The number of Missouri students taking foreign languages is on the rise – with enrollment in foreign language classes doubling over the past 20 years. But the increase isn’t being driven by education policy, finds KBIA’s Chris McDaniel in this report.
It’s 8 o’ clock on a Wednesday morning in Chris Johnson’s Spanish 4 class at Jefferson City High School. He’s warming students up by discussing a current event. There are 17 students sitting in a classroom that’s lined with Spanish books and posters. In fact, in the entire room, the only things not in Spanish are the fire and tornado drill instructions. If you’re having trouble understanding what the students and Johnson are discussing, you might not have taken Spanish in high school -- and that is becoming an increasing rarity.
Over the past 20 years, foreign language enrollment has more than doubled in Missouri public schools. About two thirds of the foreign language classes are Spanish courses. Johnson says it’s becoming difficult to meet the demand.“Especially here, we’ve had to drop some of the students just because we don’t have the faculty to keep up with the students who want to take Spanish.”
Johnson attributes the rise in enrollment to an increased global awareness.“I think parents and students are beginning to see that we’re no longer in our little town anymore. It’s becoming more global, there’s a huge influx of immigrants and we’re seeing it here in Jefferson City, we’re seeing it everywhere and we’re realizing how important it is to be bilingual and have that exposure to other languages.”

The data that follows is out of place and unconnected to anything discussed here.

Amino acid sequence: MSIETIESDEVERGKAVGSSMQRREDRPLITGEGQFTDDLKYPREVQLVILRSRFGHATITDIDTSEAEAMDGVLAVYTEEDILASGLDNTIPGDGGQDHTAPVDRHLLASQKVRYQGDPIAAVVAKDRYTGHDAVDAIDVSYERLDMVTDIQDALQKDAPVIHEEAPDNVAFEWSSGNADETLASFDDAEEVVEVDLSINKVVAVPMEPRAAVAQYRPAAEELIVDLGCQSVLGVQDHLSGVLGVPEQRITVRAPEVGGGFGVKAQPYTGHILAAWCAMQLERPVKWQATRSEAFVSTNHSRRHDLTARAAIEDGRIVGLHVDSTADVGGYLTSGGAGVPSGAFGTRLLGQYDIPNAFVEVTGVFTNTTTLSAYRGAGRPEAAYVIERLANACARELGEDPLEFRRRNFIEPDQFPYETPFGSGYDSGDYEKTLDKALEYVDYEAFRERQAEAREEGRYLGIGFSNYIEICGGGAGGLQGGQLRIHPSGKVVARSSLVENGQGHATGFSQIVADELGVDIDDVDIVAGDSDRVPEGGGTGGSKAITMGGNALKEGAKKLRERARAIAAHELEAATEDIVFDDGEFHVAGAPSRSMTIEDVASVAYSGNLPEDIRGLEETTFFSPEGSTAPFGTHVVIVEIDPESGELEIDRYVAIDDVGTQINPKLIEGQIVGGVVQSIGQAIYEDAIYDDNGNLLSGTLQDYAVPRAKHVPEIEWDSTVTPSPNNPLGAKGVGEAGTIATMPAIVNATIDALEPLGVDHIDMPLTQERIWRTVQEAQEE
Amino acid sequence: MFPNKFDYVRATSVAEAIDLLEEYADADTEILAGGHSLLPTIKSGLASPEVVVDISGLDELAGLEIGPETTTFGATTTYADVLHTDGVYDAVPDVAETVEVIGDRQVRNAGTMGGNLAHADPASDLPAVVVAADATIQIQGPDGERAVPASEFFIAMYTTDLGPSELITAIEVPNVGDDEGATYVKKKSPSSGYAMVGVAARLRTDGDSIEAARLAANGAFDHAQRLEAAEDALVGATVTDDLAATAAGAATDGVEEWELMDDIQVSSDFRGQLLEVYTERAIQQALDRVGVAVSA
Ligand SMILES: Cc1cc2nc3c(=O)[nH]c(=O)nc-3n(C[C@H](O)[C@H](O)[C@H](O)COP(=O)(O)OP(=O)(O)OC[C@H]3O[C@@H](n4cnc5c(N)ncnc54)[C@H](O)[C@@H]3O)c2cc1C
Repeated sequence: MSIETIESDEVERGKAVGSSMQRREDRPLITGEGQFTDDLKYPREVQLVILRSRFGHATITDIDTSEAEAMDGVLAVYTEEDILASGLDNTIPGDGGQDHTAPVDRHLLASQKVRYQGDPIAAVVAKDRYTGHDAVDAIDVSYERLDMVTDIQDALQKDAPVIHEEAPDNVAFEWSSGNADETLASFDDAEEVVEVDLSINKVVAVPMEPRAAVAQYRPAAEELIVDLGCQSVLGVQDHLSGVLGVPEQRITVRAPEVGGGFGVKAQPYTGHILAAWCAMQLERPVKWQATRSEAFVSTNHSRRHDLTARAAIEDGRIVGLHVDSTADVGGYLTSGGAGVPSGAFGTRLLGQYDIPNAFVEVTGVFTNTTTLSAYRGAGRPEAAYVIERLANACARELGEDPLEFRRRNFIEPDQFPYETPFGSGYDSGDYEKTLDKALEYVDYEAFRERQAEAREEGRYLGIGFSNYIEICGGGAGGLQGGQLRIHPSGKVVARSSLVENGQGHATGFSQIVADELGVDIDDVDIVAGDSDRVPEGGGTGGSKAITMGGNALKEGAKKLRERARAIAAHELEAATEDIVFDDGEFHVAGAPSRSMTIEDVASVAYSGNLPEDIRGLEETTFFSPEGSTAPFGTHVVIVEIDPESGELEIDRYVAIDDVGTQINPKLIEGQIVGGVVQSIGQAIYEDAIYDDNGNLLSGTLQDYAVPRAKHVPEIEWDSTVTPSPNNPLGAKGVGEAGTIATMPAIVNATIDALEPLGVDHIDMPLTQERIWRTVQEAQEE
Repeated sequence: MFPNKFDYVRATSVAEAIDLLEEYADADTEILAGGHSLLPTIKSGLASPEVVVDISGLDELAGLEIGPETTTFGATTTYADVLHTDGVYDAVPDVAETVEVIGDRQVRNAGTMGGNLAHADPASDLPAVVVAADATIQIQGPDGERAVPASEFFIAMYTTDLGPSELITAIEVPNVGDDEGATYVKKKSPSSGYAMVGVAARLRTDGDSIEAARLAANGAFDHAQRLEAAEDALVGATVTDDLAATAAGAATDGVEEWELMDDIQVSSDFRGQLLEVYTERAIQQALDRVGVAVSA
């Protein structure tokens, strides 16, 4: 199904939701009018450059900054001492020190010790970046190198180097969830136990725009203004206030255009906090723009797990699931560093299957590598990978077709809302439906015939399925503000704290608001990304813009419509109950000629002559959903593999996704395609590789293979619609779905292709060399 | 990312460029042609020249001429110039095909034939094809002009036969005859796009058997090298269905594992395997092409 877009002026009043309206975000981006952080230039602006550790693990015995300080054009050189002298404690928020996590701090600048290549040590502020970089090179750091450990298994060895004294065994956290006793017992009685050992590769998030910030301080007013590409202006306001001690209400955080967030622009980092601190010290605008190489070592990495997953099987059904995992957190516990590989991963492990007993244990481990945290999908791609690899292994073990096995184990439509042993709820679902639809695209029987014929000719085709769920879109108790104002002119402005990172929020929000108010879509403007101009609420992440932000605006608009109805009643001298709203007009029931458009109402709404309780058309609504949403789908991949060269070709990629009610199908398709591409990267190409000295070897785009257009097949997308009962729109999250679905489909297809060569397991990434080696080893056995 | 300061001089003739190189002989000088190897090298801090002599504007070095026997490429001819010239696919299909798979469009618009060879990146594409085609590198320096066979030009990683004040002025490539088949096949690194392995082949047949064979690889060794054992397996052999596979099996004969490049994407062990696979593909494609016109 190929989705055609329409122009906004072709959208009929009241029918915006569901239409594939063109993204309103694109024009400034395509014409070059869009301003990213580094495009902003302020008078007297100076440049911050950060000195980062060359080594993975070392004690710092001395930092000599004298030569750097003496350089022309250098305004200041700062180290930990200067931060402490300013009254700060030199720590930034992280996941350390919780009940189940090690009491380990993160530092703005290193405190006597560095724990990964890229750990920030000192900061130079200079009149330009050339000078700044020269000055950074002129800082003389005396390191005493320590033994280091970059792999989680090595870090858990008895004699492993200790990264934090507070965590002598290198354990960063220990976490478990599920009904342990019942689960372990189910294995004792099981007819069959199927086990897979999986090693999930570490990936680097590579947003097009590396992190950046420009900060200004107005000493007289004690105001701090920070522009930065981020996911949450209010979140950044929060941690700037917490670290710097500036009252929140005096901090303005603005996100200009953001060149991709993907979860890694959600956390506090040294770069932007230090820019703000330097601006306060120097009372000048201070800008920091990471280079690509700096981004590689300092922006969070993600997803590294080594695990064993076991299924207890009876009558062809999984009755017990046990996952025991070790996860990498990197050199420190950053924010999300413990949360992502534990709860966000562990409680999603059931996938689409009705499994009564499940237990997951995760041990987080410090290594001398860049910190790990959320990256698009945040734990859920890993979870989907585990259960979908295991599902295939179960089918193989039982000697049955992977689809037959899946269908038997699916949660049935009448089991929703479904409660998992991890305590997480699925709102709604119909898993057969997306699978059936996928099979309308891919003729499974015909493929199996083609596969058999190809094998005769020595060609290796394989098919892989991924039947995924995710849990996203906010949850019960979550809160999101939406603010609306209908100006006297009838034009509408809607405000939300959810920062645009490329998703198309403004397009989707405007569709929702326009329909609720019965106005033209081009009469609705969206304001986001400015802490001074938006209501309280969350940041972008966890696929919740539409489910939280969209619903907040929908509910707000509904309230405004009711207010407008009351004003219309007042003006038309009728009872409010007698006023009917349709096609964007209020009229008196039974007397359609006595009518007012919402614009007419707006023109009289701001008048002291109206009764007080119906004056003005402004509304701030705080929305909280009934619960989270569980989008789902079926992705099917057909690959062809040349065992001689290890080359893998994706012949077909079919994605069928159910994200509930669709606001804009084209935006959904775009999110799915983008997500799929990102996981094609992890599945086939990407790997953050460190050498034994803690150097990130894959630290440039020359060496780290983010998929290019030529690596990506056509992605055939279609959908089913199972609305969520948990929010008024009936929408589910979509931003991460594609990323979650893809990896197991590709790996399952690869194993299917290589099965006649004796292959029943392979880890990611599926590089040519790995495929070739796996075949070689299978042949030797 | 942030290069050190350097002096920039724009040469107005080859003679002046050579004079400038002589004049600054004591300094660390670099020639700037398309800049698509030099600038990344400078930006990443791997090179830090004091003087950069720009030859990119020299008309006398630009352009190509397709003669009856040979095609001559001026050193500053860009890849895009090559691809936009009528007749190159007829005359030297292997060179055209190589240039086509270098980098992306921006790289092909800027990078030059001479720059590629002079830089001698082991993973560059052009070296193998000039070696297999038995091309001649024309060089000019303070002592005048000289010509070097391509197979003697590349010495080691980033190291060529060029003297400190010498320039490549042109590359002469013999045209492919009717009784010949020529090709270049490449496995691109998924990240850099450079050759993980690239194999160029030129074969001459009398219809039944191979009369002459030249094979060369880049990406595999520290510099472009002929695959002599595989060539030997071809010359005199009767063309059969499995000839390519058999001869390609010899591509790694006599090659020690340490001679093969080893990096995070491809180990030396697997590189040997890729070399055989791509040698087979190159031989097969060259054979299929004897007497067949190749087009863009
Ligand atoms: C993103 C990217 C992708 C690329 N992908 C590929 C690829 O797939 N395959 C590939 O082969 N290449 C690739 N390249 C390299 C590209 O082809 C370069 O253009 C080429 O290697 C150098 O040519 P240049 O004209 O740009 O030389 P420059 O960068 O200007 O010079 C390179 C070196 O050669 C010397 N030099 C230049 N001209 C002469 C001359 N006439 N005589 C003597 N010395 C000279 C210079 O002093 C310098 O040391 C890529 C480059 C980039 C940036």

“There is not a specific foreign language requirement in our graduation requirements.” That’s Michele Clark, a communications coordinator with the State Board of Education. Somewhat surprisingly, the dramatic increase in enrollment isn’t being driven by any state requirement. While the state doesn’t have a requirement, students may still have requisites from their local school board. At Jefferson City High School, only 1 foreign language unit is required for students. In addition, most colleges require at least 2 units of the same language for admittance.
Johnson says there are more benefits to learning another language than just getting into college, though.“The students that do take a foreign language, they become better and more aware of their native language. If anything, the students that come in, we’ve found they don’t have an awareness of how they speak and their writing is poor.”
Clark says enrollment in Chinese courses has changed the most in the past 10 years, increasing from two hundred courses offered to over a thousand.